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Charles Gasper on Logic Models

My name is Charles Gasper and I am the Director of Evaluation for the Missouri Foundation for Health.  One of my major jobs is working with our internal staff and grantees in the development of theory-based logic models.

Hot Tip: Have Digital Camera and Post-it© Notes, will Travel! Getting a large group of people to engage in the development of a logic model can be a struggle.  One of the more difficult issues is the inability of people to see what is being built in real time.  To facilitate this, I use Post-it Notes©, stickies, or paper and tape with the names of the inputs, activities, outputs, and various levels of outcomes to map out the project with the stakeholders on one or more of the walls of the meeting room.  The various items get moved, collapsed, and expanded and the connecting arrows (Post-It© has great arrows and other shapes) until the stakeholders are happy with the model.  Then, the digital camera records the model for translation at the office.  The “finalized” model can then be represented to the stakeholders for any further modification.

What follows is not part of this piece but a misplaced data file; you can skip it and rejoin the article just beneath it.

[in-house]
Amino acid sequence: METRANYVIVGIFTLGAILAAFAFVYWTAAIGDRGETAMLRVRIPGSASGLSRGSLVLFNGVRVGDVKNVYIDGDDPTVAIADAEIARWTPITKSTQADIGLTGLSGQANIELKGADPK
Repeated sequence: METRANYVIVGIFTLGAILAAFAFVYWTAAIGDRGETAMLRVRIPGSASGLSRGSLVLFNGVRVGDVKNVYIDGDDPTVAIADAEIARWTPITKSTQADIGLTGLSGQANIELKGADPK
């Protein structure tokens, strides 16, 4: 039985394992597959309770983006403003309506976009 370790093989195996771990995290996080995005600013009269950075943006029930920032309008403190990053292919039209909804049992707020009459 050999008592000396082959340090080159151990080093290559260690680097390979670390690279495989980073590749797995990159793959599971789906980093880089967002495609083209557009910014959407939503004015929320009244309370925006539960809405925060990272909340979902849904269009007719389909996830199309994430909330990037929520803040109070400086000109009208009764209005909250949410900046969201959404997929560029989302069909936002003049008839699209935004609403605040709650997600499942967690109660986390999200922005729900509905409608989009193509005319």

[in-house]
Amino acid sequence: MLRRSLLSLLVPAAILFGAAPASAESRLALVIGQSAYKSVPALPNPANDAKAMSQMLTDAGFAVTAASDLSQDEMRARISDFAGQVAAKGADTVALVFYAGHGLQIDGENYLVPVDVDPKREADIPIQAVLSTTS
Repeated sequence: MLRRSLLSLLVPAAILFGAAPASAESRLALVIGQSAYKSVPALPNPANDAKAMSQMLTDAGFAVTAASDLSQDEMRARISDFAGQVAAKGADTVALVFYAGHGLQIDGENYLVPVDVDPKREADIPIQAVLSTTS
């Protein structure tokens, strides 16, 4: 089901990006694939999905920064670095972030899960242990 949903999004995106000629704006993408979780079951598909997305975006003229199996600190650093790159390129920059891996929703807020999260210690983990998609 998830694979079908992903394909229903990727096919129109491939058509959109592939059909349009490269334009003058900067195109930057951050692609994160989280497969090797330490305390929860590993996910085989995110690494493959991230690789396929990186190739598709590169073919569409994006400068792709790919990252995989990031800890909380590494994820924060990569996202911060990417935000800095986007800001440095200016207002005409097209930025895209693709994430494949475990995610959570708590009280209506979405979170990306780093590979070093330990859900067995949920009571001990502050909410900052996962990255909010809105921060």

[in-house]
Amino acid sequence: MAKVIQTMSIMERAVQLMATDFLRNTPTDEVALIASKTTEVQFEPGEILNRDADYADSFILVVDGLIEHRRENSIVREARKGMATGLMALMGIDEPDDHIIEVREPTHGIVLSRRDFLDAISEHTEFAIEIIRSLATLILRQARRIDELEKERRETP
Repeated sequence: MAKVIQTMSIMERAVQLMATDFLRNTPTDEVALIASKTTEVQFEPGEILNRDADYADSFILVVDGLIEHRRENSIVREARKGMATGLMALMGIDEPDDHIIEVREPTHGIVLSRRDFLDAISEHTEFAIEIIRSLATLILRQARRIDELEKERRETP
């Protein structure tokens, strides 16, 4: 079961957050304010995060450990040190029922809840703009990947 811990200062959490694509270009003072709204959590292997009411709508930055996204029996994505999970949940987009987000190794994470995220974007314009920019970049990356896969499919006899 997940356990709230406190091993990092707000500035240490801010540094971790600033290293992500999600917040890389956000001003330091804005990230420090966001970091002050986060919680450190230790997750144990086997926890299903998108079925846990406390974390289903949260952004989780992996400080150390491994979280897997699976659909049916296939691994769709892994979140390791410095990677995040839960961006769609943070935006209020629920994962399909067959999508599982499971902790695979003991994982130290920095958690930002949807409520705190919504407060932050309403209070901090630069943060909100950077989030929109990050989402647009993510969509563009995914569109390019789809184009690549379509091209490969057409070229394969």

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  • Jara Dean-Coffey · February 25, 2010 at 11:28 am

    Hi Charles,

    We at jdcPartnerships are big post-it fans as well. We often use it with clients when doing program or evalation modeling. I happened to stop by my local Staples yesterday and much to my glee there was a hole Post-its section. I am fully stocked with arrows and bubbles galore!


  • Annie Hewitt · February 24, 2010 at 6:01 pm

    This idea represents my favorite approach in teaching – hi touch and hi tech.


  • Sheila · February 16, 2010 at 9:52 pm

    What a great interactive, participatory way of doing things. And, you could potentially email stakeholders the “draft” logic model (the picture) at the end of one meeting, so that they may study and process the work that was done, and come prepared with additional input to the next meeting. (In my experience, it always takes multiple meetings! ;-))


  • Author comment by Marcus · February 15, 2010 at 9:45 am

    Great tip, Charles. Using a digital camera for later translation seems so intuitive, but I’ve never thought of doing so!


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